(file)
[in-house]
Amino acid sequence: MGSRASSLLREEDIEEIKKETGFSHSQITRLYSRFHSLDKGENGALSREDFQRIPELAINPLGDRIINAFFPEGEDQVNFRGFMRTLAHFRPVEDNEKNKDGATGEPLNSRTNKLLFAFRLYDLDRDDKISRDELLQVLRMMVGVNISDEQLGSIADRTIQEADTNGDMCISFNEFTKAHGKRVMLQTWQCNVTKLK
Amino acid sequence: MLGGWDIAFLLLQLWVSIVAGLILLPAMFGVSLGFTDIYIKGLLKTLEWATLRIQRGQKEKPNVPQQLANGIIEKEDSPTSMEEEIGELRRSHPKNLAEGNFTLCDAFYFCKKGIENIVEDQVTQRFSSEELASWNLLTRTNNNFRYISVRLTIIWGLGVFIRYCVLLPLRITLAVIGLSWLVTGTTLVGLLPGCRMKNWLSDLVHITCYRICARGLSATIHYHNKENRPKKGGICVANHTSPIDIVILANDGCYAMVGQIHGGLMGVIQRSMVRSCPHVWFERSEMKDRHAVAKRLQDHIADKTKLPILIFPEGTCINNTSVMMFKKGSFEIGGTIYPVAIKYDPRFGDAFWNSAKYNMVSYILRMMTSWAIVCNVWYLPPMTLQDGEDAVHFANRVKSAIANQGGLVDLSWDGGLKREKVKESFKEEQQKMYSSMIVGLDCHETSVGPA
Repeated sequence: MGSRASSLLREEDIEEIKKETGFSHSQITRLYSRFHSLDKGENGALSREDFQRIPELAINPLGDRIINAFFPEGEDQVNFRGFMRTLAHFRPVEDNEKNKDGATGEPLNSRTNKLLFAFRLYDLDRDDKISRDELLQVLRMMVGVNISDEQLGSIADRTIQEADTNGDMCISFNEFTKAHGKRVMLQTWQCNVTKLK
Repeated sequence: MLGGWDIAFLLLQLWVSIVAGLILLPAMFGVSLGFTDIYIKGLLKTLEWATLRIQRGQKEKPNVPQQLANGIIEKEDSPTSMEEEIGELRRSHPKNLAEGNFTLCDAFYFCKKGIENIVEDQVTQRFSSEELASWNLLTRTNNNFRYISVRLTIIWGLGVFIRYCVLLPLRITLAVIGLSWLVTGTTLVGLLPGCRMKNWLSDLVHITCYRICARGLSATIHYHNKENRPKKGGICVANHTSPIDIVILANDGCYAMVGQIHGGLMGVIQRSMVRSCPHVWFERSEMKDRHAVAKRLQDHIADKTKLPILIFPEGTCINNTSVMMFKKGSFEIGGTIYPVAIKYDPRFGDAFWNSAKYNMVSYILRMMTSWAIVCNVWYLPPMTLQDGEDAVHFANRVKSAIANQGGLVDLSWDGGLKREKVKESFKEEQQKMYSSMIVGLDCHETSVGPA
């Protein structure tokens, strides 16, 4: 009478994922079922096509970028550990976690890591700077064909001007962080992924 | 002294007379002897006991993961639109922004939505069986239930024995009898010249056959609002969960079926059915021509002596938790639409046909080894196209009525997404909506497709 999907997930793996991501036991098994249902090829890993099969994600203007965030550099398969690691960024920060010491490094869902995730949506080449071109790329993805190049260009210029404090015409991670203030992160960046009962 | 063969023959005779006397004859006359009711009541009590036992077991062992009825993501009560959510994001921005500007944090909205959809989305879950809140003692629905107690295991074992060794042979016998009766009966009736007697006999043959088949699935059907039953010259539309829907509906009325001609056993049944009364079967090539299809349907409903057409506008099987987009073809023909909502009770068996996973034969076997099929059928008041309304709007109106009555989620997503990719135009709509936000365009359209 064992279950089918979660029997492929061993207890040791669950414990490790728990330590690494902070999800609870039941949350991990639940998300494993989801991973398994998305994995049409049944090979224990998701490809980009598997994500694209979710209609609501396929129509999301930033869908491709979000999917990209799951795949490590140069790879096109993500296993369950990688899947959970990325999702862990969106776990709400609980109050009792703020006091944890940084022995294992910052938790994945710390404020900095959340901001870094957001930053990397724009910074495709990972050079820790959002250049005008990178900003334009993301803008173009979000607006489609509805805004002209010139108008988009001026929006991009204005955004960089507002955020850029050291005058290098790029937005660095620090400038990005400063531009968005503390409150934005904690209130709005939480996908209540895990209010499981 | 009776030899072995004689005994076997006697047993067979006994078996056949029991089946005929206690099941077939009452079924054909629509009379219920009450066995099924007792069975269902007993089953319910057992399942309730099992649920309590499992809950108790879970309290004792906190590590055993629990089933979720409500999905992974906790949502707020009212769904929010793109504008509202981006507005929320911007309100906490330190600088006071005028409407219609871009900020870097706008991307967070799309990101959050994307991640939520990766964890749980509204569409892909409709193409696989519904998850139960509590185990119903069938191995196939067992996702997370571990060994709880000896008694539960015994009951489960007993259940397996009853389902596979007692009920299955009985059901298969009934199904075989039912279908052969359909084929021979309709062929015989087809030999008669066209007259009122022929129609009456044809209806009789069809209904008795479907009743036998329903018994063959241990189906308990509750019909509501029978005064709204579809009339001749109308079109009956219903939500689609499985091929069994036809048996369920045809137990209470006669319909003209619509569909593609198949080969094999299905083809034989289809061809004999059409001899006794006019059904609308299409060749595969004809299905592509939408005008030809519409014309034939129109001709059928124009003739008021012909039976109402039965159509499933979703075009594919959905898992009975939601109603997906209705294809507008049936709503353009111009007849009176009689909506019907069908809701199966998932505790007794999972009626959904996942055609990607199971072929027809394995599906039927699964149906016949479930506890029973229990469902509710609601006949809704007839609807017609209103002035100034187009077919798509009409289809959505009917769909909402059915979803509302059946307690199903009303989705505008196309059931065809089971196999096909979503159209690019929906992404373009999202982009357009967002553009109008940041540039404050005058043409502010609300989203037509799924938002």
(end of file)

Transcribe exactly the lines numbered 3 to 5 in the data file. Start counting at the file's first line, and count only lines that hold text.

Amino acid sequence: MLGGWDIAFLLLQLWVSIVAGLILLPAMFGVSLGFTDIYIKGLLKTLEWATLRIQRGQKEKPNVPQQLANGIIEKEDSPTSMEEEIGELRRSHPKNLAEGNFTLCDAFYFCKKGIENIVEDQVTQRFSSEELASWNLLTRTNNNFRYISVRLTIIWGLGVFIRYCVLLPLRITLAVIGLSWLVTGTTLVGLLPGCRMKNWLSDLVHITCYRICARGLSATIHYHNKENRPKKGGICVANHTSPIDIVILANDGCYAMVGQIHGGLMGVIQRSMVRSCPHVWFERSEMKDRHAVAKRLQDHIADKTKLPILIFPEGTCINNTSVMMFKKGSFEIGGTIYPVAIKYDPRFGDAFWNSAKYNMVSYILRMMTSWAIVCNVWYLPPMTLQDGEDAVHFANRVKSAIANQGGLVDLSWDGGLKREKVKESFKEEQQKMYSSMIVGLDCHETSVGPA
Repeated sequence: MGSRASSLLREEDIEEIKKETGFSHSQITRLYSRFHSLDKGENGALSREDFQRIPELAINPLGDRIINAFFPEGEDQVNFRGFMRTLAHFRPVEDNEKNKDGATGEPLNSRTNKLLFAFRLYDLDRDDKISRDELLQVLRMMVGVNISDEQLGSIADRTIQEADTNGDMCISFNEFTKAHGKRVMLQTWQCNVTKLK
Repeated sequence: MLGGWDIAFLLLQLWVSIVAGLILLPAMFGVSLGFTDIYIKGLLKTLEWATLRIQRGQKEKPNVPQQLANGIIEKEDSPTSMEEEIGELRRSHPKNLAEGNFTLCDAFYFCKKGIENIVEDQVTQRFSSEELASWNLLTRTNNNFRYISVRLTIIWGLGVFIRYCVLLPLRITLAVIGLSWLVTGTTLVGLLPGCRMKNWLSDLVHITCYRICARGLSATIHYHNKENRPKKGGICVANHTSPIDIVILANDGCYAMVGQIHGGLMGVIQRSMVRSCPHVWFERSEMKDRHAVAKRLQDHIADKTKLPILIFPEGTCINNTSVMMFKKGSFEIGGTIYPVAIKYDPRFGDAFWNSAKYNMVSYILRMMTSWAIVCNVWYLPPMTLQDGEDAVHFANRVKSAIANQGGLVDLSWDGGLKREKVKESFKEEQQKMYSSMIVGLDCHETSVGPA